Studio Album by released in 2012
Glassheart's tracklist:
Un Love Me
Come Alive
I To You
Shake You Up
Stop The Clocks
Favourite Scar
When It Hurts
Trouble (Feat. Childish Gambino)
Trouble (Acoustic)
Come Alive (Acoustic)
Glassheart (Acoustic)
Collide (Afrojack Remix)

Glassheart review

Such a long-anticipated album

Leona Lewis had been testing the patience of her listener for quite a while before she finally released her third full-length record, Glassheart. The album saw the light of day in September 2012, that is almost a year past due. Having promised to issue this CD in November last year, the singer suddenly announced the postponement of the release until the next spring and explained this with an unexpected tide of inspiration, which apparently gave her the reason to make some alternations to the already prepared work. But even these plans were not meant to come true. Instead, Leona teased the public hard with two singles, Trouble, and Glassheart, and only then did she deliver the eagerly anticipated record. However, now that everyone has the chance to listen to and appraise the album, there can be no question if we must forgive the British singer for such a serious delay. The fresh offer could hardly be better than it actually is.

New emotions require new music

The set of the basic Glassheart version is bound by the aforementioned singles Trouble, and Glassheart, which are stylistically very different and define the confines within which the music of the entire album will be changing. Trouble is an insistent reminder of the well-known Emily Sande, which is but logical considering her writing contribution to this track. It is so great that the subsequent piece, Un Love Me, with leaning towards R&B is simply lost in the shade of the preceding one, despite a very impressive chorus in it. Then an amazing ballad is offered under the title Lovebird which seems to bring back the common format of Leona Lewis’s music, but it is nothing but an episode. Touching confessions of ruined love on the background of strings, a trademark of Leona’s first two albums, give way to different lyrical topics on this album, which influenced the selection of music accompaniment. Anger and resentment are fully displayed in hectic Come Alive, backed by juicy beats. The same decisiveness and audacity are demonstrated in Shake You Up. This dance song, made by the best examples of the disco of the eighties, Leona’s character demolishes her ex. At last, the best illustration of the move towards dynamic electronic foundation is the title song of the album. Glassheart will surprise with its dubstep ingredients, but Leona’s brilliant vocal work is taken for granted.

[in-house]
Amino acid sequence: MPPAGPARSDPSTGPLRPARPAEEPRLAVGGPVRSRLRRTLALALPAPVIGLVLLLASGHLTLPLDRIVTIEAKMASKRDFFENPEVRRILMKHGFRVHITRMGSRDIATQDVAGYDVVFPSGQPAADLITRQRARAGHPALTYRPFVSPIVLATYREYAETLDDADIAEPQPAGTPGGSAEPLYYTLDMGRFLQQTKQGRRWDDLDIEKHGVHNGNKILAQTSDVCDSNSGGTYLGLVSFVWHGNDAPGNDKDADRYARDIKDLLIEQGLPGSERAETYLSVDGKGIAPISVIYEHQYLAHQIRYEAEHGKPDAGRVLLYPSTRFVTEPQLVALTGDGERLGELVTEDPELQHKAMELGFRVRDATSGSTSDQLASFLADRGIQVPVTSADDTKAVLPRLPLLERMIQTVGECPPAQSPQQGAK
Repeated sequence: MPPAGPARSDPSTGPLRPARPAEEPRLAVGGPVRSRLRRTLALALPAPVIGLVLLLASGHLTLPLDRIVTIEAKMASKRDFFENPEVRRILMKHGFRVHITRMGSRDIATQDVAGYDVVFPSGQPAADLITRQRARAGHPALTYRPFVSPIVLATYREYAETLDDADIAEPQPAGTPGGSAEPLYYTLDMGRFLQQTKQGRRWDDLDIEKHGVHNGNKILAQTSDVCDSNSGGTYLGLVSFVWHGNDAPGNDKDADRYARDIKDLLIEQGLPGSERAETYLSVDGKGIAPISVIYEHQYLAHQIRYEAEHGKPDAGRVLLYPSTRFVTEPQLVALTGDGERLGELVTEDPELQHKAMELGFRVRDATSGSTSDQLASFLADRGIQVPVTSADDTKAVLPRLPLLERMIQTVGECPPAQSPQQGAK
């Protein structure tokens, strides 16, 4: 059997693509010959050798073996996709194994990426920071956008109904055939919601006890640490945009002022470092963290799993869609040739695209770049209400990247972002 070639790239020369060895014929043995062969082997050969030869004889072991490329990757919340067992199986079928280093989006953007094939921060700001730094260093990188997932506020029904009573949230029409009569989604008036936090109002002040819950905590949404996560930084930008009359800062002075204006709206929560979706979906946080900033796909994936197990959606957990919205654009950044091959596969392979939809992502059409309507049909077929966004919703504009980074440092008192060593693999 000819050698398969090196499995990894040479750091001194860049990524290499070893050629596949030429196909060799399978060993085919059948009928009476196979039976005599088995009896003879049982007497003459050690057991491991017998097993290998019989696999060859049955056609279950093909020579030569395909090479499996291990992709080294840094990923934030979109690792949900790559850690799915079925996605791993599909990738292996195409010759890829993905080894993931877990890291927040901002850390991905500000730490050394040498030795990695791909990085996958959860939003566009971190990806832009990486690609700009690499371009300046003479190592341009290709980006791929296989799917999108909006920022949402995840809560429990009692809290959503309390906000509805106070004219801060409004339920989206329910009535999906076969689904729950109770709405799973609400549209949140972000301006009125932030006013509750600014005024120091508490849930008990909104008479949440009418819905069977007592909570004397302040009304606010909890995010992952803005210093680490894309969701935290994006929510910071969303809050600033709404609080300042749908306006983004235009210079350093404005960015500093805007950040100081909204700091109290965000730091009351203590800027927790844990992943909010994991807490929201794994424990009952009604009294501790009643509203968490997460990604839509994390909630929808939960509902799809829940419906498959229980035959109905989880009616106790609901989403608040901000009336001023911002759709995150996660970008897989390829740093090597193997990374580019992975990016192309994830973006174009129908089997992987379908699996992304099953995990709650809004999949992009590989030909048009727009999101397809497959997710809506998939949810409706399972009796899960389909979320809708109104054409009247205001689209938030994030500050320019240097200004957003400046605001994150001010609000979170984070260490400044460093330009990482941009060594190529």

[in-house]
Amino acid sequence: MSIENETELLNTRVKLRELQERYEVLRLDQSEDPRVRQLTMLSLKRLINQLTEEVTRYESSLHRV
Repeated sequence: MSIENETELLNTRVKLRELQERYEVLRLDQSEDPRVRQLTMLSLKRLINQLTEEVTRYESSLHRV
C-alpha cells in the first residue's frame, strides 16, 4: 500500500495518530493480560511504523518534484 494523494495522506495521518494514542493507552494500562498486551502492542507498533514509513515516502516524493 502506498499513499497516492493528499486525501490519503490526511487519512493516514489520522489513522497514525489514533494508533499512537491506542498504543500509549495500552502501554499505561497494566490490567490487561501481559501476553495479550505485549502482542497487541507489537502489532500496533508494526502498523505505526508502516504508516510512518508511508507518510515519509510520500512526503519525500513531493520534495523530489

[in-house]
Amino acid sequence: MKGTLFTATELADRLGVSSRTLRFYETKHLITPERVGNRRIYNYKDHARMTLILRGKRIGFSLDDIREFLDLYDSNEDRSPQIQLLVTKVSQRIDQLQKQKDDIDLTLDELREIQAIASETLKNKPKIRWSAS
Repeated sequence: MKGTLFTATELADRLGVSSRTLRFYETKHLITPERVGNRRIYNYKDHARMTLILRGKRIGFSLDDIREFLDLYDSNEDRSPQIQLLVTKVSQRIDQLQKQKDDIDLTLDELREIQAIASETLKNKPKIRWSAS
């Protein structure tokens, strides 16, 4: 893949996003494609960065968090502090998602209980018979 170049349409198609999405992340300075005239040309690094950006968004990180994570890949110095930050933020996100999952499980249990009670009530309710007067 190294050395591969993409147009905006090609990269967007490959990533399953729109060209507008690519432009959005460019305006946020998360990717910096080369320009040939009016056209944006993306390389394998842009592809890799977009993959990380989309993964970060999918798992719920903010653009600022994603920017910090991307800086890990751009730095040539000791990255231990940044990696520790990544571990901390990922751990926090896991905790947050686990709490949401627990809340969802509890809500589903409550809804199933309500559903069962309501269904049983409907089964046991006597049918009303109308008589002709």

This album meets up the performer’s status

Glassheart offers us a new image of Leona Lewis, a strong and even desperate woman who prefers to look in the eyes of troubles and never runs from them in awe. In a lot of the songs of the new album, you will find lines filled with pain and disappointment, but this is not a case when you feel sympathetic or sorry for the character. Rather, it looks like promising to move on with life, having overcome the current hardships, and these confession-like songs call for respect and even admiration, instead of pity. Whether the choice of these topics was determined by some events in Leona’s private life, or it is just an idea generated by the producer, we can only speculate on, because all of this here sounds very genuine and natural. Glassheart had to become a different album, not like Leona’s first works. Otherwise this record would have been just another one. Having sold twenty copies of her CDs, the singer left herself a little choice and was forced to offer the audience something new in order to keep the streak alive, to walk on triumphantly. And now it is clear that the change of mood and music, with the same high professional level of the singer have given the record everything so it could be a glorious continuation to her discography.

Alex Bartholomew (24.10.2012)
Rate review4.39
Total votes - 178